http://www.youtube.com/watch?v=kica8hmSdAM

    ~ CB
     
  7. killr_b macrumors 6502a

    killr_b

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    #7
    You really think either of them can/ will change anything? :rolleyes:
     
  8. it5five macrumors 65816

    it5five

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    #8
    I don't like either of their plans, as neither of them are true attempts at universal single-payer coverage. Both of them still benefit the private profit-driven health"care" industry and don't benefit the average citizen.

    Kucinich was the only Democratic candidate that had a reasonable healthcare plan. Nader has it right, which is yet another reason I'd support him before I would Obama.
     
  9. Cleverboy thread starter macrumors 65816

    Cleverboy

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    #9
    Mm. So, you feel Obama's comments on Single-payer amount to what? Empty rhetoric? Flip-flopping? I'm actually curious. I feel there's some clear reasoning going on there, and not simple politicking.

    http://www.barackobama.com/factcheck/2008/01/05/fact_check_obama_consistent_in.php
    http://blogs.wsj.com/health/2008/08/19/obama-says-single-payer-health-care-makes-sense/
    Nader has kind of thrown everyone under the bus on the issue, but not really presented the truth clearly:
    http://www.ontheissues.org/Celeb/Ralph_Nader_Health_Care.htm
    A rather LARGE part of the healthcare question has to do with how one would approach implementing it and getting bi-partisan support so that it actually HAPPENS. Anyone can sell a dream if you've no realistic intention behind it, further than providing a platform to draw attention to the issue (which I admit is a positive).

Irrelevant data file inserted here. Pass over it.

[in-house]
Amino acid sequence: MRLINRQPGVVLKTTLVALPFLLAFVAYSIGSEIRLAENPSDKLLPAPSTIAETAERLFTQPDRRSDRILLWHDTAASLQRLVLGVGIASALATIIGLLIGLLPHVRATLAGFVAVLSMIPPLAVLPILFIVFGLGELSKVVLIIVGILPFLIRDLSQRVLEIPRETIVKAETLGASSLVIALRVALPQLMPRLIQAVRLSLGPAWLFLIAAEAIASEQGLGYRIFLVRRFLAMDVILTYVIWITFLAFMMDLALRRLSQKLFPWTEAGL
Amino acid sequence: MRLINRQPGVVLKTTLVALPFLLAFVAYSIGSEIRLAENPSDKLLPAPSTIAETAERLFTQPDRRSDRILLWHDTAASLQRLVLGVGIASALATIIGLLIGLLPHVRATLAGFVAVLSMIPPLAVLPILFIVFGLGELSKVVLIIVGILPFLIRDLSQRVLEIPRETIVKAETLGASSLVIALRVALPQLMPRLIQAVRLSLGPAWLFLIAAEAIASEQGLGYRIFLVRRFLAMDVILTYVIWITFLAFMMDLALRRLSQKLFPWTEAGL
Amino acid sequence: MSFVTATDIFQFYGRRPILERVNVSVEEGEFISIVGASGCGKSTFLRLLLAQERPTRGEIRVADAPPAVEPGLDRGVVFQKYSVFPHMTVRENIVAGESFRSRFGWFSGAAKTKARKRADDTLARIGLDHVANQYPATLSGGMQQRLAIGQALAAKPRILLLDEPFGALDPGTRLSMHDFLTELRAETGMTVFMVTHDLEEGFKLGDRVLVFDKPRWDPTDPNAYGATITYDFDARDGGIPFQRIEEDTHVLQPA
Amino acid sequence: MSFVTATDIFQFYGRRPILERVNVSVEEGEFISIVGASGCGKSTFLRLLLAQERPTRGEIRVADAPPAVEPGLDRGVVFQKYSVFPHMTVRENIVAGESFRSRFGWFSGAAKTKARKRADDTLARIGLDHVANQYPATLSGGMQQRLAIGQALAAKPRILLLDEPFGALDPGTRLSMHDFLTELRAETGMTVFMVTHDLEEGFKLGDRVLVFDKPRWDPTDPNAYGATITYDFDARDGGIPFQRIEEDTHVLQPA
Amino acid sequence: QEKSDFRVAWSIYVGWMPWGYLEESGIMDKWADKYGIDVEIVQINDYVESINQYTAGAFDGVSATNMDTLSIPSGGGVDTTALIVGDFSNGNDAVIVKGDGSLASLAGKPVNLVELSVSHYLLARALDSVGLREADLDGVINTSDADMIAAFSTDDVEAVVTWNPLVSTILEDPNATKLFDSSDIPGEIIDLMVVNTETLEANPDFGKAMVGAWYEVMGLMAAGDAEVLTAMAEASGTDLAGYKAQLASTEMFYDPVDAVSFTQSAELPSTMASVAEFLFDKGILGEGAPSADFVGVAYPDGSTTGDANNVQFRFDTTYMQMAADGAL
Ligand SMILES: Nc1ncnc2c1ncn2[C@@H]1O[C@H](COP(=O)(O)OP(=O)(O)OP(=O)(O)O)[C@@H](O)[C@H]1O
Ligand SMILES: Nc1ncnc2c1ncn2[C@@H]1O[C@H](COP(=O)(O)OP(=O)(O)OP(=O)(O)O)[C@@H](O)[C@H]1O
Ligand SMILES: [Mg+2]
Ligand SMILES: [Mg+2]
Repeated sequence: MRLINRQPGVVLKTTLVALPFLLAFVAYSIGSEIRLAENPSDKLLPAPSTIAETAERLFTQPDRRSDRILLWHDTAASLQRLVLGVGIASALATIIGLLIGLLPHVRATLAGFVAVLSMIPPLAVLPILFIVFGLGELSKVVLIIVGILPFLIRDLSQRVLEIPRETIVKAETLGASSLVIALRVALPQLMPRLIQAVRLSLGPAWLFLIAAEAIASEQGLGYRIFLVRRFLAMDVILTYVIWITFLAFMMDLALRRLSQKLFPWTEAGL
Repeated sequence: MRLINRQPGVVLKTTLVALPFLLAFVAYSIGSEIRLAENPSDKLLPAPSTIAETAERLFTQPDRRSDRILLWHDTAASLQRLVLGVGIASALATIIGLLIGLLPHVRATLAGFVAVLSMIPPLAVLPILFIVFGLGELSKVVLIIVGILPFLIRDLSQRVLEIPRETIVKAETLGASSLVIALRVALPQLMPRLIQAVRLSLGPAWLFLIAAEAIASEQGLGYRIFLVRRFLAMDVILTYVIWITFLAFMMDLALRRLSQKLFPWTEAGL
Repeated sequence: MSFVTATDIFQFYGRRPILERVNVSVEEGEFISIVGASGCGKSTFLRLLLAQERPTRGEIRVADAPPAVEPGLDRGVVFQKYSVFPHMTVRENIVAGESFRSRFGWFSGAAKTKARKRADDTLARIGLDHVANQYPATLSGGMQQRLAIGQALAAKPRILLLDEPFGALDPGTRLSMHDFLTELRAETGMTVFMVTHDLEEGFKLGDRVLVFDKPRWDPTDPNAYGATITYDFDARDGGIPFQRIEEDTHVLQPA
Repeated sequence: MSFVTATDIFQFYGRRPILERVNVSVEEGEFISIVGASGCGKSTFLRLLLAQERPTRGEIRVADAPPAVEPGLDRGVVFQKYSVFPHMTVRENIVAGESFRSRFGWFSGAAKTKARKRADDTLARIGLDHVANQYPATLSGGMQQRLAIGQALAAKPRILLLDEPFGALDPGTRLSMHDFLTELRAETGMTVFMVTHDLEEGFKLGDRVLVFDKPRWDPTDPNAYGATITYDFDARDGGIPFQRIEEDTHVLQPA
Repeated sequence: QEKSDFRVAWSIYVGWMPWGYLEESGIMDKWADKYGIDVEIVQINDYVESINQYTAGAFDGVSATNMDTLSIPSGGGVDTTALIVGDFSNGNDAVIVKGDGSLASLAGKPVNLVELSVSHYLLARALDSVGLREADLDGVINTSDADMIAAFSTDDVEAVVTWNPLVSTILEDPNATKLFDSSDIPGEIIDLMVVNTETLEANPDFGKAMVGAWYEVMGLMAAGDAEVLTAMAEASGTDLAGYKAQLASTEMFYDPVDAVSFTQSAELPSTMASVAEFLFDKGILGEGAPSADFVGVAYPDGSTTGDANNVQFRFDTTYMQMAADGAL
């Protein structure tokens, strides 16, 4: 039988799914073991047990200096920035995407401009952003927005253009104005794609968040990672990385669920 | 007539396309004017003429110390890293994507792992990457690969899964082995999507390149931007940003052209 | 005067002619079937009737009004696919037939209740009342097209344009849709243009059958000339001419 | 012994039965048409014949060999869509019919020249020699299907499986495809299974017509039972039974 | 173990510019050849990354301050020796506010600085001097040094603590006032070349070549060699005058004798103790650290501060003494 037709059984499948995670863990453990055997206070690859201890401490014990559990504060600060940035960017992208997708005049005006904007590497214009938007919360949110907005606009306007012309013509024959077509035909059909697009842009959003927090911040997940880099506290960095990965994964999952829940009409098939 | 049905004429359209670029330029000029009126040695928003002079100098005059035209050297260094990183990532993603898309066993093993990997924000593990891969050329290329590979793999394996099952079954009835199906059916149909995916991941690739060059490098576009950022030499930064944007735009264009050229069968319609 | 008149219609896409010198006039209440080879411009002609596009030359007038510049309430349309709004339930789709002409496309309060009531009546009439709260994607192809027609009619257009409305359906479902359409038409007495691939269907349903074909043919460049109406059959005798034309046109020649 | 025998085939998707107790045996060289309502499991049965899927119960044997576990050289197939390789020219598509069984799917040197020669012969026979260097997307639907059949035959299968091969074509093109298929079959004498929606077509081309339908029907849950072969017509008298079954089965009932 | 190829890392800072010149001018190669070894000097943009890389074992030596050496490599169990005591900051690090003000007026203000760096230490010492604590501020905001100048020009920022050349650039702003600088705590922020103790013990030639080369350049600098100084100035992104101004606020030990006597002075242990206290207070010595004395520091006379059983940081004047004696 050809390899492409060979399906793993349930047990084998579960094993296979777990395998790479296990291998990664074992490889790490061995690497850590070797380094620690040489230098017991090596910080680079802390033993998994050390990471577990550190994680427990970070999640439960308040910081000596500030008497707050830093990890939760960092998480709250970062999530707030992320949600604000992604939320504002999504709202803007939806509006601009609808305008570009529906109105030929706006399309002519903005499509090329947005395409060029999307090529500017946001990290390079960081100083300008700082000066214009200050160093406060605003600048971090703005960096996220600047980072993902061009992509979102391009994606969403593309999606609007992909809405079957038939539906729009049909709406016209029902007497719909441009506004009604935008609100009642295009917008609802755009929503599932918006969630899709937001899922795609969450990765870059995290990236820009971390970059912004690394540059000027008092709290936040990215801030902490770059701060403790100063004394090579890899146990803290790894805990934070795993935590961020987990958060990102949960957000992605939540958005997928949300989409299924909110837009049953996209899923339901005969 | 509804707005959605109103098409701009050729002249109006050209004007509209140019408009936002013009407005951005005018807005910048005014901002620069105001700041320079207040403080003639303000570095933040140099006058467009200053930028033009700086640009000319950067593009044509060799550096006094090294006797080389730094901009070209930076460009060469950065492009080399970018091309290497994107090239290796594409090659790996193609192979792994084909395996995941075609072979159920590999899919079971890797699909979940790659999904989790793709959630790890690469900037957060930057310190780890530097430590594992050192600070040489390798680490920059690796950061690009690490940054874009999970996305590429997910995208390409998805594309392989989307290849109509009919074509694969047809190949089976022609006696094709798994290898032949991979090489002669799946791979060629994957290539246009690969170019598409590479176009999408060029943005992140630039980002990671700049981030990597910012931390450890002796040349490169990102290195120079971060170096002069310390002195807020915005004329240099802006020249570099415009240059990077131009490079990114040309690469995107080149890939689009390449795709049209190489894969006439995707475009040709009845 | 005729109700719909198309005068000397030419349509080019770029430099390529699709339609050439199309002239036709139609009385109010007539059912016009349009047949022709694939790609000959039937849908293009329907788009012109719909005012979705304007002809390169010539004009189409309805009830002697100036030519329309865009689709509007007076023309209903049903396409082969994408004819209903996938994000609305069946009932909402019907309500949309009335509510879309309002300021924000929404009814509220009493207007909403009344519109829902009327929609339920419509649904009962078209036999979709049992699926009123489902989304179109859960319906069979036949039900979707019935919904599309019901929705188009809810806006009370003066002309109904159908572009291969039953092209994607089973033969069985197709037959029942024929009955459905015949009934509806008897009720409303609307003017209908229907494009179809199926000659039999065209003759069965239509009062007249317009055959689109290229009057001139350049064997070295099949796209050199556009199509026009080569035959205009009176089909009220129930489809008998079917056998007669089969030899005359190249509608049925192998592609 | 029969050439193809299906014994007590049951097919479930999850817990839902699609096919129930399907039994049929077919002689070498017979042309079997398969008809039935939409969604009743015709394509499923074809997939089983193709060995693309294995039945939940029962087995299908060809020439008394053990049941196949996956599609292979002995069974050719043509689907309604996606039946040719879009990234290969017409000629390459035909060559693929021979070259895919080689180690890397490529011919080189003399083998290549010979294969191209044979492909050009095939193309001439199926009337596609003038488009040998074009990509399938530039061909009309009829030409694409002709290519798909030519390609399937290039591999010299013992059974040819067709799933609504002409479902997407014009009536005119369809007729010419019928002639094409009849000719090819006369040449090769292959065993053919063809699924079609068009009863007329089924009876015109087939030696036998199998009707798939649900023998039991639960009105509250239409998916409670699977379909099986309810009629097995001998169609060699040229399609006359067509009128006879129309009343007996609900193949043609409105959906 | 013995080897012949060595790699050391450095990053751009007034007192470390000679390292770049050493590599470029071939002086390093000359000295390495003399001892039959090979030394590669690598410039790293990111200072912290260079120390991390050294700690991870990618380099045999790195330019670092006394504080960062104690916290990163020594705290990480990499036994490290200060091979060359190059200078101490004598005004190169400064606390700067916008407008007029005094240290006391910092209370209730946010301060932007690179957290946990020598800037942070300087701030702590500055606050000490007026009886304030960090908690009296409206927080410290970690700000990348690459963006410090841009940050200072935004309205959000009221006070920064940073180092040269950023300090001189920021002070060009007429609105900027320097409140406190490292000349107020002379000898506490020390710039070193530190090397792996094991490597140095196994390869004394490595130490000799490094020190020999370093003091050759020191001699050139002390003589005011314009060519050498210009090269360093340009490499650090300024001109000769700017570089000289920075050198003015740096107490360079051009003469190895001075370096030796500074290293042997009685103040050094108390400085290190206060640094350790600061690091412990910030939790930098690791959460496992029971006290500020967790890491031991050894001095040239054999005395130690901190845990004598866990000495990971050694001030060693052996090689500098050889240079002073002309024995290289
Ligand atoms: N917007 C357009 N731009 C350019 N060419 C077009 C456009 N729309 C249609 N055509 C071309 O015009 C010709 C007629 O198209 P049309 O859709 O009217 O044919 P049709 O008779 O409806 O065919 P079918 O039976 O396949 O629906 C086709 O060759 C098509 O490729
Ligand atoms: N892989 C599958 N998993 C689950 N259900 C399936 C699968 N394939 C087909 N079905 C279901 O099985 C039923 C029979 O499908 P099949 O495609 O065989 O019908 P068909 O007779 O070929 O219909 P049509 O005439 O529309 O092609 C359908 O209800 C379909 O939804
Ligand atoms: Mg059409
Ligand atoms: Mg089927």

http://www.youtube.com/watch?v=fmtIV35gwfA

    ~ CB
     
  10. it5five macrumors 65816

    it5five

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    #10
    Until he makes it the most important part of his healthcare plan, then yes, it is simply empty rhetoric to me. When he is working through the very corporations who are responsible for the poor excuse of healthcare we have in this country, it's empty rhetoric.

    I don't see how he isn't presenting the truth clearly. Obama is against single-payer universal healthcare, or at least that is what his current position on it tells me. Maybe if he would adopt his "ideal situation" position I'd think otherwise. The words "single-payer" don't appear at all on his website right now.

    If American voters weren't so incredibly stupid, it could easily be done if the Democrats framed the issue of universal single-payer healthcare as a basic human right, which it is. But American voters are stupid, and the Democratic party is just as beholden to corporate interests (including the healthcare industry) as the Republican party. We won't see any serious healthcare reform from Obama, despite his talk.
     
  11. Cleverboy thread starter macrumors 65816

    Cleverboy

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    #11
    Well, unfortunately I tend to believe that we don't live in a perfect world. Everytime I've ever attacked a large project and tried to make sweeping change, I've never succeeded. Obama isn't against "single-payer". He doesn't think its feasible RIGHT NOW. If you're "against" something, you simply say "no", you don't say, "not at this time". McCain is AGAINST single-payer. Ideologically he feels that it represents the encroachment of big government interference in the free market. Obama's website is exactly where the link in my previous post... clarifying his position on the single-payer issue... is from.

    Here is a Google link that searches Obama's website for mentions of "single-payer":
    http://www.google.com/search?client=safari&rls=en-us&q=single-payer+site:barackobama.com

    On page two, you'll see this Utah group that supports Obama for his support of single-payer as an option on where our healthcare system could go:
    http://iowa.barackobama.com/page/group/HealthcareforAllwithSinglePayerIns-UT

    They further link here:
    http://my.barackobama.com/page/community/post/bobhealthcareadvocate/CnWZ